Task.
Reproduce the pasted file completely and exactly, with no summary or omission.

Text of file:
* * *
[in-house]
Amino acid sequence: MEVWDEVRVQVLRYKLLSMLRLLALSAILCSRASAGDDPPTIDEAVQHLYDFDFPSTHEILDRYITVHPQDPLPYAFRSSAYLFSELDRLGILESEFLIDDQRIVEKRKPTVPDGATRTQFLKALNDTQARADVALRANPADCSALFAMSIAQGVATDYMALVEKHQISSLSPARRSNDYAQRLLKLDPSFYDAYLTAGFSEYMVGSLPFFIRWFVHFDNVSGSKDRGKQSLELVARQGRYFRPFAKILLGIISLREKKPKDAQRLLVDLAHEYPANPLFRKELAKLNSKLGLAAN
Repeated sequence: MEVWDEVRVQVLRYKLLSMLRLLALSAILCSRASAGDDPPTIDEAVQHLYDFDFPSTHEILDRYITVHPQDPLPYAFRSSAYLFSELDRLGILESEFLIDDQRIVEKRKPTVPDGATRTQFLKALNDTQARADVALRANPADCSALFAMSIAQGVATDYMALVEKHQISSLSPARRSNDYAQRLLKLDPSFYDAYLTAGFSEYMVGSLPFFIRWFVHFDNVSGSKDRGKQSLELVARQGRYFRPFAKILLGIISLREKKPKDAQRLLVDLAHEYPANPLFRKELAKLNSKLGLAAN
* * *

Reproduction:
[in-house]
Amino acid sequence: MEVWDEVRVQVLRYKLLSMLRLLALSAILCSRASAGDDPPTIDEAVQHLYDFDFPSTHEILDRYITVHPQDPLPYAFRSSAYLFSELDRLGILESEFLIDDQRIVEKRKPTVPDGATRTQFLKALNDTQARADVALRANPADCSALFAMSIAQGVATDYMALVEKHQISSLSPARRSNDYAQRLLKLDPSFYDAYLTAGFSEYMVGSLPFFIRWFVHFDNVSGSKDRGKQSLELVARQGRYFRPFAKILLGIISLREKKPKDAQRLLVDLAHEYPANPLFRKELAKLNSKLGLAAN
Repeated sequence: MEVWDEVRVQVLRYKLLSMLRLLALSAILCSRASAGDDPPTIDEAVQHLYDFDFPSTHEILDRYITVHPQDPLPYAFRSSAYLFSELDRLGILESEFLIDDQRIVEKRKPTVPDGATRTQFLKALNDTQARADVALRANPADCSALFAMSIAQGVATDYMALVEKHQISSLSPARRSNDYAQRLLKLDPSFYDAYLTAGFSEYMVGSLPFFIRWFVHFDNVSGSKDRGKQSLELVARQGRYFRPFAKILLGIISLREKKPKDAQRLLVDLAHEYPANPLFRKELAKLNSKLGLAAN